During my senior year of high school, I joined a choir that was intense and amazing and challenging. One of the pieces we tackled was a setting of Sara Teasdale’s poem “There Will Be Rest.” Eventually it proved too challenging even for us, and after only one or two attempts during concerts the director removed it from our repertoire. Indeed, one of those attempts stands out in my mind as a spectacular failure – the high voices, the sopranos and tenors, pushed so sharp that eventually the entire soprano section had to drop out. Not good!
But in my memory the poem and the music shimmer gently, like dewdrops on a spiderweb or the way starlight is sometimes set to music. And it’s this great unattained milestone in my mind, so I’ve never forgotten it. I went to poets.org to try and find the poem again.
Instead, I found this other one by Sara Teasdale that left my jaw on the floor.
I Am Not Yours
by Sara Teasdale
I am not yours, not lost in you,
Not lost, although I long to be
Lost as a candle lit at noon,
Lost as a snowflake in the sea.
You love me, and I find you still
A spirit beautiful and bright,
Yet I am I, who long to be
Lost as a light is lost in light.
Oh plunge me deep in love — put out
My senses, leave me deaf and blind,
Swept by the tempest of your love,
A taper in a rushing wind.
This perfectly verbalizes something that’s happened to me a few times now. I find myself involved with someone who’s good and kind and funny and by all accounting someone who is a great match for me, and I desperately wish I was more attracted to him.
It happens to everyone at some point, and it’s so difficult. We want the fairy tale romance, to be swept off our feet and let the world fall away, but modern cynicism says that’s not possible. Except people keep writing about it, so it must happen to someone, right?
There’s this popular idea that if you have to stop and think about it, you haven’t been in love. And anyone who’s been in love will tell you that for a while at least the world DOES fall away.
I suppose I just have to keep looking.
Cavalcade (Best Picture, 1933)
I wish I had been able to watch this one in its proper place in the lineup. However, until a few months ago, it had never been released on home video, in spite of the fact that it was not only the first Fox movie to win Best Picture AND the second most popular film of 1933. Due to the number of write-in votes, Fox finally released it on Blu-Ray and DVD last year, in honor of its 80th anniversary.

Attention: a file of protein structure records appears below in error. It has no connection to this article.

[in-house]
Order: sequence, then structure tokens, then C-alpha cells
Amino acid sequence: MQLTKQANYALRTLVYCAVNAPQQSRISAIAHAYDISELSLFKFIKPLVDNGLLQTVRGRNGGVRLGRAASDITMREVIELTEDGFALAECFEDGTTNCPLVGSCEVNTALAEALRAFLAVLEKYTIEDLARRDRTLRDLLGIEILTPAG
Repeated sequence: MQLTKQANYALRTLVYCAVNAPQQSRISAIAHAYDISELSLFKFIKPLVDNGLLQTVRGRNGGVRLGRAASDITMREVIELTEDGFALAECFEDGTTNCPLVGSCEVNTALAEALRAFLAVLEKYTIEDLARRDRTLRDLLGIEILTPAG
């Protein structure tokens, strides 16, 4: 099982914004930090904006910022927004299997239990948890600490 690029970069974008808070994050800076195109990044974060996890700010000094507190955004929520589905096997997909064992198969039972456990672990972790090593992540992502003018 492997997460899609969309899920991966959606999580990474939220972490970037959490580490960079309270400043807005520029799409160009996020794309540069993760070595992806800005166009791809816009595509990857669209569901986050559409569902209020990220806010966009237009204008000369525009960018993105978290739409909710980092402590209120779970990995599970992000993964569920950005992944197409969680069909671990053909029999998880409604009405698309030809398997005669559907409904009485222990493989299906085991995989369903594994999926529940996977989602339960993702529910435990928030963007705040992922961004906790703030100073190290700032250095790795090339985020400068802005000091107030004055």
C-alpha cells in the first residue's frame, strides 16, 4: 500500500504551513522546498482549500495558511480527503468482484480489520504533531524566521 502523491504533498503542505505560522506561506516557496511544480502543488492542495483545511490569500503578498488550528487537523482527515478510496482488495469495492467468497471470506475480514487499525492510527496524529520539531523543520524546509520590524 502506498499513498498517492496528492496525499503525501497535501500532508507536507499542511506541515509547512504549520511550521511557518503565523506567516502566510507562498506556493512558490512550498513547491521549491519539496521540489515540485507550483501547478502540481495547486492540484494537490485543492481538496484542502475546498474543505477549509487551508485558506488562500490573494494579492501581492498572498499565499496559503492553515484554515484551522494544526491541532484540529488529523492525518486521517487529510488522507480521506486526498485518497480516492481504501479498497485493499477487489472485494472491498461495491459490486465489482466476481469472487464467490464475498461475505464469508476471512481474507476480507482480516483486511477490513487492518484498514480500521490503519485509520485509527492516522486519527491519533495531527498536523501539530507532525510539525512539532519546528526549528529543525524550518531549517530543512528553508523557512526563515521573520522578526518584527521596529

CAVALCADE is a grand sweeping epic that follows two English families from the relief of Mafeking in the Boer War in 1900 to New Year’s Eve, 1932. One family, the Marryots, is clearly of high society, and indeed become titled partway through the film. The father (Clive Brook) has no identified career other than soldier, fighting in the Boer War and World War I, while the mother, in a notable performance by Diana Wynyard, stays on the home front to worry and occasionally contribute to the war effort. Wynyard has particularly expressive eyes. This is useful for her character, who is both prone to despair and given many real reasons to experience despair in her life. Her elder son begins his honeymoon on the RMS Titanic, so we all can predict how THAT ends, while the younger survives four years in the trenches of WWI only to die in the final hours before the armistice.
The second family is lower-class, beginning the film as butler and head housemaid to the Marryot family. I’d just like to point out here that it’s unusual to find a period story that has two servants married to each other – not unheard of, but unlikely, you might say. That said, the story wouldn’t work as well if Coward had been strict about historical accuracy, and it’s always possible that there were more married servants than is generally known. The Bridges family comprises a father, Alfred, who goes to the Boer war and returns to run a pub and become a drunk who dies in a street brawl, a mother named Ellen who is kind of a stereotypical strong common woman who comes up in the world, and the daughter, Fanny, who has a gift for the performing arts and becomes a singer/dancer/actress. Naturally they continue to cross paths with the Marryots even after leaving service, and Fanny and the younger Marryot son have a love affair during the war.
It’s not that this movie is heavy-handed, though it is, and it’s not that it’s a bummer, which it is as well. As I watched, I was trying to figure out exactly WHY this movie had never yet been released for home consumption. It was the only Best Picture winner left unavailable, after all. It’s no worse than CIMARRON, and it’s certainly better than BROADWAY MELODY. What I read back when I was originally trying to find the film implied that though wildly popular when released, it aged badly very quickly. I’m not talking about the physical film reels!
There’s a style of acting distinctive to the late 20s and early 30s, and in this respect CAVALCADE bears a strong resemblance to CIMARRON in particular. It’s a grand epic spanning several decades and featuring a weak-but-strong woman at the center of the story. Unlike CIMARRON, however, Lady Marryot’s husband isn’t a complete waste of space. But I digress.